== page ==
For fans of J. Courtney Sullivan, Meg Wolitzer, Mona Simpson, and Jhumpa Lahiri comes a winning, irreverent debut novel about a family wrestling with its future and its past.
With depth, heart, and agility, debut novelist Mira Jacob takes us on a deftly plotted journey that ranges from 1970s India to suburban 1980s New Mexico to Seattle during the dot.com boom. The Sleepwalker's Guide to Dancing is an epic, irreverent testimony to the bonds of love, the pull of hope, and the power of making peace with life's uncertainties.
Celebrated brain surgeon Thomas Eapen has been sitting on his porch, talking to dead relatives. At least that is the story his wife, Kamala, prone to exaggeration, tells their daughter, Amina, a photographer living in Seattle.
Reluctantly, Amina returns home and finds a situation that is far more complicated than her mother let on, with roots in a trip the family, including Amina's rebellious brother Akhil, took to India 20 years earlier. Confronted by Thomas's unwillingness to explain himself, strange looks from the hospital staff, and a series of puzzling items buried in her mother's garden, Amina soon realizes that the only way she can help her father is by coming to terms with her family's painful past. In doing so, she must reckon with the ghosts that haunt all of the Eapens.
©2014 Mira Jacob (P)2014 Random House Audio
I read a review after reading this book that said that the author pulls the reader into every nuance of Amina's life. The depth of character in this book is alarming and wonderful.
The story was amazing and I think I loved it more with the author reading. Her different voices for each character became easily recognizable. I am sad it is over.
This is the first time I've listened to a full-length fiction title. I listen to tons of podcasts, and I've listened to autobiographies and Freakonomics-style nonfiction, but never a novel. h/t to Laura Hogensen for the rec, and she was right - the author does an excellent job with the voices, and I found myself taking the long way home just so I could listen for a few extra blocks. If you've ever wondered if audiobooks are for you, this should be your gateway listen!
Moving, Funny, Interesting.
Kamala.She is funny, loving and sounds so genuine.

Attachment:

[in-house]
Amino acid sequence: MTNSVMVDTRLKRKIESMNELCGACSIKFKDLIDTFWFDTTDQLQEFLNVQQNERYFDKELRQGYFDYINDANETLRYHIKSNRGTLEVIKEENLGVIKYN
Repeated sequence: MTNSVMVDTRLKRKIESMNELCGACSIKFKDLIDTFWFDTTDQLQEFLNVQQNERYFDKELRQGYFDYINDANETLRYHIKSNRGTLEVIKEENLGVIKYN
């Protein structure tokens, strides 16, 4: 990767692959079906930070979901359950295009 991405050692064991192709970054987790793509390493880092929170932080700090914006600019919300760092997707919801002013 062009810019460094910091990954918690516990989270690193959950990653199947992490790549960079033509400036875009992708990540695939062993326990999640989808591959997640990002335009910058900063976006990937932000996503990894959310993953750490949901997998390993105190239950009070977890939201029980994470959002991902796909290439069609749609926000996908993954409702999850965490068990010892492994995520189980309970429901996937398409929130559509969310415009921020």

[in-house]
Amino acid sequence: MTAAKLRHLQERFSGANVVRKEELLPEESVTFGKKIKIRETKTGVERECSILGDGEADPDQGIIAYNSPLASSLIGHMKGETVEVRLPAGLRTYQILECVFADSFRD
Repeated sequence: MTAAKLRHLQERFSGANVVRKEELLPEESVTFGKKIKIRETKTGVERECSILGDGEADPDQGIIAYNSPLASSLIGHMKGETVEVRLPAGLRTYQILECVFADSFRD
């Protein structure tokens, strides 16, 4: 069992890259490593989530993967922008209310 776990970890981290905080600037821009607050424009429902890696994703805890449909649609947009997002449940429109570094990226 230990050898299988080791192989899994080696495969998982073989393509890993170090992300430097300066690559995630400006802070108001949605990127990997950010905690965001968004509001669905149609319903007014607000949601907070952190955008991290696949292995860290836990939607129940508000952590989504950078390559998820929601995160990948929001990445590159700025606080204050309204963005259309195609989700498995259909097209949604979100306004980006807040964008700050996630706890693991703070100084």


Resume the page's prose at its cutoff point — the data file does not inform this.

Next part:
Unfortunately no. But I'll be on the look out for her next one for sure!
Kamala, because her passion is cooking and so is mine. that would make for an interesting conversation.
I loved this book so much and the audio version really enhanced the story. Narrated by the author, the accents and inflections added so much to this sweet, touching story. It made my long commute short and I was so sad when it was over.
The Namesake - because it provided a glimpse into the similarities and differences of daily life in Indian families
The author's narration was excellent. Loved her acting and accents
Her ability to act all of her characters.
Made me laugh in places cry in others.
The book's characters and their story portray the many shades of love.
I don't look anything like that figurine, just love the fact that she's holding a book like that.
I purchased this book because they compared the writer to Jhumpa Lahiri - my favorite writer. Besides the fact that they both explore the lives of Indians in America torn between two worlds, and the intricacies of a family - the similarities end there. Although Thomas' story was touching, I didn’t find myself thinking about it once I'd finished the book. And although Akhil's story seemingly came out of left field, I suspect many of us expected it. We can be amused by the "time travel" aspect as we get to hear the thoughts of the character's in their time and we know what eventually happens (garbage bags with handles, phones you can use in your car). But I often found myself wondering how old Amina was at times - like Im 30, and have had my share of "auntys" but none of them are going to twist my ear in reprimand...I'm 30 not 10!
This is book is long - very long and endlessly meandering, by the end of the book, you would have juggled as many as 7 storylines. Feels like the author couldn’t make up her mind as to which of her character's wants to cater to, so we got a little of everything. This is clear even with the title of the book. They may have compared Mira Jacob's familial exploration to that of Jhumpa Lahiri, but Lahiri's silences scream. Jacob is not quite there yet, but I think she's well on her way. She can tell a story, and that is what makes this book worth the listen.
I liked the characters they were all interesting! I was so shocked at how quick it ended I thought I had fast forwarded on accident, I might still go back to make sure I didn't!
no I haven't, she's a good writer but why the chopped quick ending was she in a hurry to catch a deadline?
the narrator was great !
yes hopefully they would give it a better ending
I loved the Moms use of the english language always just a tiny bit off but understood!
very well-told story of the unspoken truths that pass in a family and the silences that hide depth of pain, confusion, isolation. And as in most families the coming back together of all the desparate pieces
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